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Wide-Faced Shirley Temper
I guess poor wide-faced Shirley Temper never had a chance.
She entered silent filmmaking in 1915 at the age of 3, appearing as a toddling crowd extra in D. W. Griffith’s masterpiece, The Birth of a Nation. But in silent movies, where actors were required to overemphasize facial expressions to carry the message of the story forward. Little Shirley could never even get her expressions noticed, lost as her features were in that broad mug.
Being a comely ingénue of 15 when the ‘talkies’ broke big in 1927, led by The Jazz Singer, Shirley thought her breakthrough moment had at last come. Unfortunately, however, Shirley had a voice only marginally sweeter than Walter Brennan’s. By the time she finally completed corrective voice coaching lessons several years later, all the other female leads of her day — Gish, Garbo, Shearer, Colbert, Crawford, Davis, Hepburn, Lombard — had stolen the spotlight.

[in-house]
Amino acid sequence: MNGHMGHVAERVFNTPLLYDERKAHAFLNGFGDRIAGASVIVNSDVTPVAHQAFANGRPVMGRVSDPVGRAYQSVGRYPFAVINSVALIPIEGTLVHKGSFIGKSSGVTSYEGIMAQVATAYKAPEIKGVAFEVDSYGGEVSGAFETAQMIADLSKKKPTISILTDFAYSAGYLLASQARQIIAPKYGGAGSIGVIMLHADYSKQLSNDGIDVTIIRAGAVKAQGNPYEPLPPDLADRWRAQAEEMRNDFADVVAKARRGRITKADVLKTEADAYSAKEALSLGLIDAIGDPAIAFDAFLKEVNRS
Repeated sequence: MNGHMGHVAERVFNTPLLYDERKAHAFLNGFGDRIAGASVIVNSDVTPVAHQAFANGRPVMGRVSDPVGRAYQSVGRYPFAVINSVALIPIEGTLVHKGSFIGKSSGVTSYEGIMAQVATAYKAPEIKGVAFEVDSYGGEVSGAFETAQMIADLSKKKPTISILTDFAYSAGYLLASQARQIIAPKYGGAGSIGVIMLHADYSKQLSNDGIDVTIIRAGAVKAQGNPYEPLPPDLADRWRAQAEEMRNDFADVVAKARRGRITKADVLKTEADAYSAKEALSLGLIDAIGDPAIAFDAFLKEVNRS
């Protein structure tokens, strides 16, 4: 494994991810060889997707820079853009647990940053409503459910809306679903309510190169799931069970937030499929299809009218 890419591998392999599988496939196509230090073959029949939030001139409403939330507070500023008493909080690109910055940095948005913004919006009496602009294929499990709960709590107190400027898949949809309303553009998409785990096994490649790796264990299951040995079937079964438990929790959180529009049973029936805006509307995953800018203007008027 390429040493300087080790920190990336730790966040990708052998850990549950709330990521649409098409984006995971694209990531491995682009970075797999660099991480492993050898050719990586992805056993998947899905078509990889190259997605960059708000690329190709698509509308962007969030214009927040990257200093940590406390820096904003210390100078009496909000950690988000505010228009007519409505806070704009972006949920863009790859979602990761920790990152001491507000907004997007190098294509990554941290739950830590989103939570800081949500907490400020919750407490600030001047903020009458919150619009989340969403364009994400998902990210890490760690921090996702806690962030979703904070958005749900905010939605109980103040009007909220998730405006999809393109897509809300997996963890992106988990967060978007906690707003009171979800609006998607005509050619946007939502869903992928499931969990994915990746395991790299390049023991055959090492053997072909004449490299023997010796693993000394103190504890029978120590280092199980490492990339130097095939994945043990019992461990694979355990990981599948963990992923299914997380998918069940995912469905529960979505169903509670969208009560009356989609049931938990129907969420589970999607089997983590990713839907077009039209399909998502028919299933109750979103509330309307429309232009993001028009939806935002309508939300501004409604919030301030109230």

Shirley also suffered for her face. Its proportions were such that, in the inevitable eventual romantic close-up, there was never room enough for a guy to crowd his way into the edge of the frame. Ms. Temper was thus offered only roles in panoramic pastoral films. (Her most substantial roles of the 1930s and 1940s were in decidedly third-class movies: How Broad is My Valley, North Forty, Showdown on The Golden Gate, Grand Canyon Country, and Across the Endless Pacific.)
But as Ms. Temper hit middle age, a film revolution began! Cinemascope arrived in 1953, and it heralded wide-screen action in extreme close-up and intimate detail; perhaps now Shirley (and her wide face) could finally share the screen with a love interest or two!
Alas! — no one wanted to see a sprawling cinematic canvas of 41-year-old skin pores projected up to gargantuan size in a crowded theater of skittish patrons!
The poor girl never did get over it.